Public Review of Tunnel Mitigations
City Council President Jane Brunner and the city’s Public Works Agency hosted a public meeting to discuss and review the merits of a series of proposed transportation projects addressing issues related to Highway 24, and, in particular, the Caldecott Tunnel 4th Bore project now under construction.
The proposed project list was developed by the city based mostly on a 2008 agreement between Oakland and Caltrans settling Oakland’s objections to adding the fourth bore, and also on a series of walk audits of the area that took place last summer.
Speaking to a full room at Kaiser Elementary School at the November 8 meeting, planning consultant Victoria Eisen presented 33 draft mitigation projects. The projects are divided between North Hills areas nearest the tunnel, Rockridge, and Temescal. Of the 33 projects, 19 include areas within RCPC’s boundaries.
The proposed mitigations, which must stay within a budget of $8 million, include bike lanes and sidewalks, traffic signals, and sound walls in the vicinity of Highway 24. Many of the proposed project designs illustrating the mitigations are conceptual at this point, with community input and more detailed designs needed for construction.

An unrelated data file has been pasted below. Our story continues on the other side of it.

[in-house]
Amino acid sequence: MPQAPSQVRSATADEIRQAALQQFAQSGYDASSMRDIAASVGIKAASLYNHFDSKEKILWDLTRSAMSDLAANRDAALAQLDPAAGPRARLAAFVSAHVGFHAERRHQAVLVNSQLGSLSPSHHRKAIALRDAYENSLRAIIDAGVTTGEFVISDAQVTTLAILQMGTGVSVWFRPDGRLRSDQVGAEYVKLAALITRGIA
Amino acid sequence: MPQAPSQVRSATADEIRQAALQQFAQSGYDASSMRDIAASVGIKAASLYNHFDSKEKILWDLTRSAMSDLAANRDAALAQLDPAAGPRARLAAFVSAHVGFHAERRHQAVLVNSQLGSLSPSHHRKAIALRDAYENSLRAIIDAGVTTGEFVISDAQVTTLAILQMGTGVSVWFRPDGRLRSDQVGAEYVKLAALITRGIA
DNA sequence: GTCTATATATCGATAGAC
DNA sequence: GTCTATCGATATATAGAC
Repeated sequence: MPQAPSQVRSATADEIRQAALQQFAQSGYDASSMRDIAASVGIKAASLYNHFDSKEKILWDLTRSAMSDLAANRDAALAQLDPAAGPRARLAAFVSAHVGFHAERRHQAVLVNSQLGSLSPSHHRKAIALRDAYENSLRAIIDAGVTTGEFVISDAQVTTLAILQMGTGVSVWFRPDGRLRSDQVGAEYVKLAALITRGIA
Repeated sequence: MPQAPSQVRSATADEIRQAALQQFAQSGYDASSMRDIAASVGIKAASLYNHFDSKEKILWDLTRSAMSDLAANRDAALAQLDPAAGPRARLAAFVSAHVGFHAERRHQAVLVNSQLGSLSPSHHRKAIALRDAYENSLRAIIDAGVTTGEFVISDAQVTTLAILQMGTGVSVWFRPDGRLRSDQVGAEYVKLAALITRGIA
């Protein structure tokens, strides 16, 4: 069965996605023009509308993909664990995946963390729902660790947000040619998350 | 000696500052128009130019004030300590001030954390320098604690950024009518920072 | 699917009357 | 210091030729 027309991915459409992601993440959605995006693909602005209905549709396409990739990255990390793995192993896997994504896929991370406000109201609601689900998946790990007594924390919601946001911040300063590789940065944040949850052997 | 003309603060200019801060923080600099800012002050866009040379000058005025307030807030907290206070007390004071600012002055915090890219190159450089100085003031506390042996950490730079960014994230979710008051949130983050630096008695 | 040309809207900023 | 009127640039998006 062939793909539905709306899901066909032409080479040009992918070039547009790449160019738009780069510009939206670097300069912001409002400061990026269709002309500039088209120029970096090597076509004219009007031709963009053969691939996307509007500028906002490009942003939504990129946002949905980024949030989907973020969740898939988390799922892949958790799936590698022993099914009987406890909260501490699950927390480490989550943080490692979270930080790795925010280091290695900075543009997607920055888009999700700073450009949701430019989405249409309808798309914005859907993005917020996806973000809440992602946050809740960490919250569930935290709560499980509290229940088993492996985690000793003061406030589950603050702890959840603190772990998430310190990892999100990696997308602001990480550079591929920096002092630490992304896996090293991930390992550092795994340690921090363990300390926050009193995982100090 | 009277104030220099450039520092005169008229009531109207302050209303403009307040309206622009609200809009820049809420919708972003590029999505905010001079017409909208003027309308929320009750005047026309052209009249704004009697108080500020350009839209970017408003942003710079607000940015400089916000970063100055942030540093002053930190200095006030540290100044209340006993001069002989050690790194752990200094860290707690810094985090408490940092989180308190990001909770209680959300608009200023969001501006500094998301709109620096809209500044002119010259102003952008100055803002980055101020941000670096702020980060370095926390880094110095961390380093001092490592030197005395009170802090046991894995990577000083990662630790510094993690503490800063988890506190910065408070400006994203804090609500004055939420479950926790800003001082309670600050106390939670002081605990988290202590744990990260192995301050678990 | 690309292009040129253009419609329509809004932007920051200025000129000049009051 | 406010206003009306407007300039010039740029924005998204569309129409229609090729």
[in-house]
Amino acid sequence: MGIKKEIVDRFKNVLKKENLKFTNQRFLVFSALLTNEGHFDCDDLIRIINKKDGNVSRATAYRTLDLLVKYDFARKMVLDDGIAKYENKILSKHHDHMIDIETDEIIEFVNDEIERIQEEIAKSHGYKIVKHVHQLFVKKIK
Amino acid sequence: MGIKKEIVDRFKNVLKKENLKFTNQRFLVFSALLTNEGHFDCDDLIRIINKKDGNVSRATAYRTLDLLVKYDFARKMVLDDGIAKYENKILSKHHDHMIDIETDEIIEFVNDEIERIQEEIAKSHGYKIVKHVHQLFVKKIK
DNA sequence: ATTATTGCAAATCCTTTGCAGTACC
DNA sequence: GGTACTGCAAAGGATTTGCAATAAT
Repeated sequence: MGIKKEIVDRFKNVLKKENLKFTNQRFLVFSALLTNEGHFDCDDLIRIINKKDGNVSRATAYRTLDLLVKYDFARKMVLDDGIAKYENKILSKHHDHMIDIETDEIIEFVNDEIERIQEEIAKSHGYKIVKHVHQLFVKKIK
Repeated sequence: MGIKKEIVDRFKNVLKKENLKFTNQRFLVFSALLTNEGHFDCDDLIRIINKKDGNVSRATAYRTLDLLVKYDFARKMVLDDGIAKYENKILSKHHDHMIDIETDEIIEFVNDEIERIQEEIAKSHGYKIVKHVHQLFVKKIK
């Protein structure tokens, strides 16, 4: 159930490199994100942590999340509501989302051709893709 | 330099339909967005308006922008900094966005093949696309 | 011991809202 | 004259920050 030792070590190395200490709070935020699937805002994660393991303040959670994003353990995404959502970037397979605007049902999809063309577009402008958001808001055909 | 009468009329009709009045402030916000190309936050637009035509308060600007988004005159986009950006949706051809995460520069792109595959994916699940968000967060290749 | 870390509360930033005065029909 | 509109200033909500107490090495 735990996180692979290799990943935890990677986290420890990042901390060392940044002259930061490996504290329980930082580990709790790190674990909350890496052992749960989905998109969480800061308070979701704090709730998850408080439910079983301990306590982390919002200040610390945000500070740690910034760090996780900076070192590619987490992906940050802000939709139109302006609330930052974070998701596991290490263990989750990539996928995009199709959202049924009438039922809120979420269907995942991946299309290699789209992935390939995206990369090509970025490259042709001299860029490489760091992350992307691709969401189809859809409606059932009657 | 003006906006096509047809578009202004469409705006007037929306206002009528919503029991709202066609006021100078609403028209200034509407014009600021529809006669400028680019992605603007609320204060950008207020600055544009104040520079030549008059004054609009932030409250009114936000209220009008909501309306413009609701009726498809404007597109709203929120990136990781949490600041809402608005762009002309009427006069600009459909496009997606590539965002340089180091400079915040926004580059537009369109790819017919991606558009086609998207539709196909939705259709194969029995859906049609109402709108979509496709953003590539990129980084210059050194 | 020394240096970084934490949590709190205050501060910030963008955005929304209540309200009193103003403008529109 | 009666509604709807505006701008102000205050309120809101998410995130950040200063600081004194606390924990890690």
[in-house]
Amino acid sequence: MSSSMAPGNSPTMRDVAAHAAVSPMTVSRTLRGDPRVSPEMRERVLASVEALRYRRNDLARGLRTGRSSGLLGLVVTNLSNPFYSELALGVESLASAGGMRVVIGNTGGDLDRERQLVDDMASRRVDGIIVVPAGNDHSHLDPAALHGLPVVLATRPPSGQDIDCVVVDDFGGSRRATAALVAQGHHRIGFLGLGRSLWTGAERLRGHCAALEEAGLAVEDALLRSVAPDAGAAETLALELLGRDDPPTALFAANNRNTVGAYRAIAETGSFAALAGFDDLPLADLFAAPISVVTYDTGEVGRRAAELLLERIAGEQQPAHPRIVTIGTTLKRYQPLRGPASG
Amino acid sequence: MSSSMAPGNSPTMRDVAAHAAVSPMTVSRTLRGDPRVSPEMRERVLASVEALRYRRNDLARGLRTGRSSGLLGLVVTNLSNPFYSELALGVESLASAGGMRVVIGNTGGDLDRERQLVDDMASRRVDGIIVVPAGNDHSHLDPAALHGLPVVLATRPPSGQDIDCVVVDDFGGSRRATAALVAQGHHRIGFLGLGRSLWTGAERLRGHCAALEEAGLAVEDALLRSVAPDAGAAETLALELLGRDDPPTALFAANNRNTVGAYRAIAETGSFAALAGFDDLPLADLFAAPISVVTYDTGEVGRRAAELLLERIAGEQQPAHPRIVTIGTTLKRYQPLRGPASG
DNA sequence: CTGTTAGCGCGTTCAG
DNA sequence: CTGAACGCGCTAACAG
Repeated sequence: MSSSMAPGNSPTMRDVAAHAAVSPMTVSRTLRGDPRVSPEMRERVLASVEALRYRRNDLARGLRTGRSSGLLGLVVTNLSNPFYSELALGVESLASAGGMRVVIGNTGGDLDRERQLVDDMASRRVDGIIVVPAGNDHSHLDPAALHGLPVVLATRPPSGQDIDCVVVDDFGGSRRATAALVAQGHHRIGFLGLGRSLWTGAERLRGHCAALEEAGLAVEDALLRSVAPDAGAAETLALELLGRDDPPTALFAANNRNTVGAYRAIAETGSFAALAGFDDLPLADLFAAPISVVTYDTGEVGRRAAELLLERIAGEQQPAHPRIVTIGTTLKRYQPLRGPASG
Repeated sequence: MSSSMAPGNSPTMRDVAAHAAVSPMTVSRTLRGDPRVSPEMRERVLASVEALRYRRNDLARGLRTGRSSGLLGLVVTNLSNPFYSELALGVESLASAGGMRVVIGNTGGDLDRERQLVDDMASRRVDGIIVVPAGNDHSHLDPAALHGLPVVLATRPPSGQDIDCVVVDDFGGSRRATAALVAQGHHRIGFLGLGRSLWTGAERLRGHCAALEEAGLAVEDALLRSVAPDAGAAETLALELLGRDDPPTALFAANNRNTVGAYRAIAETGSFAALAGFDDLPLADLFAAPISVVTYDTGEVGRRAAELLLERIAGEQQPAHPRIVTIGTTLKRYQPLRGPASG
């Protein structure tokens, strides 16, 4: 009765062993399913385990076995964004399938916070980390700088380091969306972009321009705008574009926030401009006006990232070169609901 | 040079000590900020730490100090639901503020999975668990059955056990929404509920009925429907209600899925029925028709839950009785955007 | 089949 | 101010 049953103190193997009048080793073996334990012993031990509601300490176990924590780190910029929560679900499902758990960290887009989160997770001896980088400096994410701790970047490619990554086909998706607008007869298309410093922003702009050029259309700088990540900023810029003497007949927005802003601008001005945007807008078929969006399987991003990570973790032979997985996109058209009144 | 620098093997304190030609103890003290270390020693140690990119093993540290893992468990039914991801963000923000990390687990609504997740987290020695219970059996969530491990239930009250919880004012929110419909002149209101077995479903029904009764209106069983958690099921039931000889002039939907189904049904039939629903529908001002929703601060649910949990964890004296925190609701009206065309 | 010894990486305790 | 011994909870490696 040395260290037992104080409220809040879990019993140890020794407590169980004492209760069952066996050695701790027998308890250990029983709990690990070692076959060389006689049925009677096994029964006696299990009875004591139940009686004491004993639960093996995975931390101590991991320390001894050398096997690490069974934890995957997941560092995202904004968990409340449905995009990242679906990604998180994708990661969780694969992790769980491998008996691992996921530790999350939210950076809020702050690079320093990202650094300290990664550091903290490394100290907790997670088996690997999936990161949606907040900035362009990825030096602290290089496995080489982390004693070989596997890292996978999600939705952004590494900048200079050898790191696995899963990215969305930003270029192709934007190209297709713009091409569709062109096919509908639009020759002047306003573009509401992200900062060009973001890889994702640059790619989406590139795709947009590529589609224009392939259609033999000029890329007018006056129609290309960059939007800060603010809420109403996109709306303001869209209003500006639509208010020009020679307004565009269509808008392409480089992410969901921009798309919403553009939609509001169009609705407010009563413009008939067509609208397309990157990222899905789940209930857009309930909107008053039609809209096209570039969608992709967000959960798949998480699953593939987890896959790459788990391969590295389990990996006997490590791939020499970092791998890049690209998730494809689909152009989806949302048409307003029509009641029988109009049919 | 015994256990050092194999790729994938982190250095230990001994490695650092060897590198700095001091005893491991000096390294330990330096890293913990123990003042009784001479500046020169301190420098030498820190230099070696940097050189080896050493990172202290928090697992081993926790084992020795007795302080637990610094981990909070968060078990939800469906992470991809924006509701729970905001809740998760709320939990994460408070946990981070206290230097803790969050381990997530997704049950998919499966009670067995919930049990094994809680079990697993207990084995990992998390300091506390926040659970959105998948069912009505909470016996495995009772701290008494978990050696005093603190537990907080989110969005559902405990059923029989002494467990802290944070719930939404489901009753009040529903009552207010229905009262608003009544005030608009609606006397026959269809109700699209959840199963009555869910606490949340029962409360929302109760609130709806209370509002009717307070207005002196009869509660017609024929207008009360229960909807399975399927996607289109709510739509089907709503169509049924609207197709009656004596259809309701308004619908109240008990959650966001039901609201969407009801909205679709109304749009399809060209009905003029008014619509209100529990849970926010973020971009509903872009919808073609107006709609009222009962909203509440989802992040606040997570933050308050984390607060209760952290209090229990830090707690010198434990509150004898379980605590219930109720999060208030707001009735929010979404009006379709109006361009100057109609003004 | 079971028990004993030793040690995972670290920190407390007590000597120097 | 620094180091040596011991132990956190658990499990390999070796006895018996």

The Rockridge mitigation receiving the most audience interest was the Broadway/ Lawton intersection.
Residents described the hazardous crossing conditions at the intersection and expressed support for improvements. Over $400,000 was proposed for the intersection by the agreement, with the final configuration to be decided based on a future public process.
Soundwalls on Highway 24 were also mentioned by many members of the public at the meeting. The proposed soundwall related project is not for actual construction but for studies needed to qualify each segment for state construction funding.
Several speakers supported soundwalls as a way to enhance the quality of local life. The health impacts of noise at the measured levels along Rockridge streets, particularly on young children, was noted.
Aesthetics was a concern of some speakers, as was the cost, and doubts about their effectiveness. Further analysis and review of the mitigation projects, including possible petitions and public meetings, should be expected.
The city accepted written comments through November 22. RCPC submitted a comment letter pointing out some potential issues, but generally supporting projects within the Rockridge area. Following the comment period, the city will review the public comments, then determine the next steps to prepare a final list for Council approval.
Funding for the highest ranked projects should be available immediately. See future Rockridge News issues for evolving details.